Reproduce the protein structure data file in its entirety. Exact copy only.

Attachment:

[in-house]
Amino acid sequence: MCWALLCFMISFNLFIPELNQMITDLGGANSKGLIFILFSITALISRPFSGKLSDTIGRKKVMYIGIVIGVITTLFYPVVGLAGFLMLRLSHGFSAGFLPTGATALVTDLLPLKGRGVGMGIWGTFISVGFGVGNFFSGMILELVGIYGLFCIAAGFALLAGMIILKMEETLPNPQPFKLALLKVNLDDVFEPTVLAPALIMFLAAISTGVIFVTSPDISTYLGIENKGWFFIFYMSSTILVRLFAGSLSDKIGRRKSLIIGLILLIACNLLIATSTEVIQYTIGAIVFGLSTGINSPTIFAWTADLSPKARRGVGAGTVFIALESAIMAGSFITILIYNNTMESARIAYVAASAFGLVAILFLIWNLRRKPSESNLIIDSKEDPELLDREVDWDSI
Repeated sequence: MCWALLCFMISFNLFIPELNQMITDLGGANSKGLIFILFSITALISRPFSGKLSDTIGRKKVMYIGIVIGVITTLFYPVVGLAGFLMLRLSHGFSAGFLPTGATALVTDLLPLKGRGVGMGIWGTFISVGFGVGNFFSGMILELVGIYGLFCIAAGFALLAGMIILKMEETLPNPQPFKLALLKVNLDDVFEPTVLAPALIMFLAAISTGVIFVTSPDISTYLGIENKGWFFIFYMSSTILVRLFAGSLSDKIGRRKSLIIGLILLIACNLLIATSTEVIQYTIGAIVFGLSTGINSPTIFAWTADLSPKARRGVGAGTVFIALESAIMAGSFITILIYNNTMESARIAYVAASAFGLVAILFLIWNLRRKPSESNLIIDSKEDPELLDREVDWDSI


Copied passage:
[in-house]
Amino acid sequence: MCWALLCFMISFNLFIPELNQMITDLGGANSKGLIFILFSITALISRPFSGKLSDTIGRKKVMYIGIVIGVITTLFYPVVGLAGFLMLRLSHGFSAGFLPTGATALVTDLLPLKGRGVGMGIWGTFISVGFGVGNFFSGMILELVGIYGLFCIAAGFALLAGMIILKMEETLPNPQPFKLALLKVNLDDVFEPTVLAPALIMFLAAISTGVIFVTSPDISTYLGIENKGWFFIFYMSSTILVRLFAGSLSDKIGRRKSLIIGLILLIACNLLIATSTEVIQYTIGAIVFGLSTGINSPTIFAWTADLSPKARRGVGAGTVFIALESAIMAGSFITILIYNNTMESARIAYVAASAFGLVAILFLIWNLRRKPSESNLIIDSKEDPELLDREVDWDSI
Repeated sequence: MCWALLCFMISFNLFIPELNQMITDLGGANSKGLIFILFSITALISRPFSGKLSDTIGRKKVMYIGIVIGVITTLFYPVVGLAGFLMLRLSHGFSAGFLPTGATALVTDLLPLKGRGVGMGIWGTFISVGFGVGNFFSGMILELVGIYGLFCIAAGFALLAGMIILKMEETLPNPQPFKLALLKVNLDDVFEPTVLAPALIMFLAAISTGVIFVTSPDISTYLGIENKGWFFIFYMSSTILVRLFAGSLSDKIGRRKSLIIGLILLIACNLLIATSTEVIQYTIGAIVFGLSTGINSPTIFAWTADLSPKARRGVGAGTVFIALESAIMAGSFITILIYNNTMESARIAYVAASAFGLVAILFLIWNLRRKPSESNLIIDSKEDPELLDREVDWDSI